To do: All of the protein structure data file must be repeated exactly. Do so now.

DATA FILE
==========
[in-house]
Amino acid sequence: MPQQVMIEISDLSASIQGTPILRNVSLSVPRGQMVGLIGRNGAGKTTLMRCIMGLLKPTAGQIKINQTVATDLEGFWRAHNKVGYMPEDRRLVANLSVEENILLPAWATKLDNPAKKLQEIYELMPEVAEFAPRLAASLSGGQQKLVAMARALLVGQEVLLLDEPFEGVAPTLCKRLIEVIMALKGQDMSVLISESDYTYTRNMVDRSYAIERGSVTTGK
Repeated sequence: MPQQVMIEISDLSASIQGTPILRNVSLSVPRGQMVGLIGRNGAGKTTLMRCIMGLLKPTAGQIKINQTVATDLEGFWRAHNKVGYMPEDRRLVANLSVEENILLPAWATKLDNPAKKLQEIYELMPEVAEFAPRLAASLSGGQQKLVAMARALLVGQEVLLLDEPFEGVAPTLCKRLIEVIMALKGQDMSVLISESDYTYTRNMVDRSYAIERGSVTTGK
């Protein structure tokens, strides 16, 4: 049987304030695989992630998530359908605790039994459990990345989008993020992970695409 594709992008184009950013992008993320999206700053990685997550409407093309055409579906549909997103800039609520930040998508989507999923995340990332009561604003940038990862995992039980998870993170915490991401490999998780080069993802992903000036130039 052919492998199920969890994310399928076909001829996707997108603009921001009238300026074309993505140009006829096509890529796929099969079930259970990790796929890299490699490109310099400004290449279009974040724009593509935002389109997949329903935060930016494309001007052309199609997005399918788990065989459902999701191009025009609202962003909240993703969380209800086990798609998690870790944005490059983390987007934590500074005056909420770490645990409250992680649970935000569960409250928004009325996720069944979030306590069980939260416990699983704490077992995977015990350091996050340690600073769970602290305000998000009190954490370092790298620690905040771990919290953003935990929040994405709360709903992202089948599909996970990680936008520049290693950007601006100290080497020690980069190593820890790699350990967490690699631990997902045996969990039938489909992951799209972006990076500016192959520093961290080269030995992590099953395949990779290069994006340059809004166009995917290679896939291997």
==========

[in-house]
Amino acid sequence: MPQQVMIEISDLSASIQGTPILRNVSLSVPRGQMVGLIGRNGAGKTTLMRCIMGLLKPTAGQIKINQTVATDLEGFWRAHNKVGYMPEDRRLVANLSVEENILLPAWATKLDNPAKKLQEIYELMPEVAEFAPRLAASLSGGQQKLVAMARALLVGQEVLLLDEPFEGVAPTLCKRLIEVIMALKGQDMSVLISESDYTYTRNMVDRSYAIERGSVTTGK
Repeated sequence: MPQQVMIEISDLSASIQGTPILRNVSLSVPRGQMVGLIGRNGAGKTTLMRCIMGLLKPTAGQIKINQTVATDLEGFWRAHNKVGYMPEDRRLVANLSVEENILLPAWATKLDNPAKKLQEIYELMPEVAEFAPRLAASLSGGQQKLVAMARALLVGQEVLLLDEPFEGVAPTLCKRLIEVIMALKGQDMSVLISESDYTYTRNMVDRSYAIERGSVTTGK
């Protein structure tokens, strides 16, 4: 049987304030695989992630998530359908605790039994459990990345989008993020992970695409 594709992008184009950013992008993320999206700053990685997550409407093309055409579906549909997103800039609520930040998508989507999923995340990332009561604003940038990862995992039980998870993170915490991401490999998780080069993802992903000036130039 052919492998199920969890994310399928076909001829996707997108603009921001009238300026074309993505140009006829096509890529796929099969079930259970990790796929890299490699490109310099400004290449279009974040724009593509935002389109997949329903935060930016494309001007052309199609997005399918788990065989459902999701191009025009609202962003909240993703969380209800086990798609998690870790944005490059983390987007934590500074005056909420770490645990409250992680649970935000569960409250928004009325996720069944979030306590069980939260416990699983704490077992995977015990350091996050340690600073769970602290305000998000009190954490370092790298620690905040771990919290953003935990929040994405709360709903992202089948599909996970990680936008520049290693950007601006100290080497020690980069190593820890790699350990967490690699631990997902045996969990039938489909992951799209972006990076500016192959520093961290080269030995992590099953395949990779290069994006340059809004166009995917290679896939291997």